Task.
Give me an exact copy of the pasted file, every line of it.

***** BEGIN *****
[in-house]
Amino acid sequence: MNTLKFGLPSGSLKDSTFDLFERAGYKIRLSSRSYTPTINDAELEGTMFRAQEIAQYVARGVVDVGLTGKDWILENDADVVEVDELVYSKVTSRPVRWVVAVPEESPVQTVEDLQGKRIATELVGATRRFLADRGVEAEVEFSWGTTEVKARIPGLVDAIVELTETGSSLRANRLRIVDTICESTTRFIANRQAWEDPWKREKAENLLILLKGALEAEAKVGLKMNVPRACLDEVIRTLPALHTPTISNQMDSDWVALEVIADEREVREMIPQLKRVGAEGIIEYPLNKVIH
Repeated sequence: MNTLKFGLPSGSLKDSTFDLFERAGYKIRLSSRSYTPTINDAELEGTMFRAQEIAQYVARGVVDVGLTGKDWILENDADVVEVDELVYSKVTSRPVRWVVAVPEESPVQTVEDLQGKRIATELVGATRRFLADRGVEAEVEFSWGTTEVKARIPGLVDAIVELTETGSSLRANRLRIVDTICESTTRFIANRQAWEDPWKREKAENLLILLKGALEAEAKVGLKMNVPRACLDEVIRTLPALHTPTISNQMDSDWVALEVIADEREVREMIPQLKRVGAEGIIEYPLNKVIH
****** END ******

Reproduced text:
[in-house]
Amino acid sequence: MNTLKFGLPSGSLKDSTFDLFERAGYKIRLSSRSYTPTINDAELEGTMFRAQEIAQYVARGVVDVGLTGKDWILENDADVVEVDELVYSKVTSRPVRWVVAVPEESPVQTVEDLQGKRIATELVGATRRFLADRGVEAEVEFSWGTTEVKARIPGLVDAIVELTETGSSLRANRLRIVDTICESTTRFIANRQAWEDPWKREKAENLLILLKGALEAEAKVGLKMNVPRACLDEVIRTLPALHTPTISNQMDSDWVALEVIADEREVREMIPQLKRVGAEGIIEYPLNKVIH
Repeated sequence: MNTLKFGLPSGSLKDSTFDLFERAGYKIRLSSRSYTPTINDAELEGTMFRAQEIAQYVARGVVDVGLTGKDWILENDADVVEVDELVYSKVTSRPVRWVVAVPEESPVQTVEDLQGKRIATELVGATRRFLADRGVEAEVEFSWGTTEVKARIPGLVDAIVELTETGSSLRANRLRIVDTICESTTRFIANRQAWEDPWKREKAENLLILLKGALEAEAKVGLKMNVPRACLDEVIRTLPALHTPTISNQMDSDWVALEVIADEREVREMIPQLKRVGAEGIIEYPLNKVIH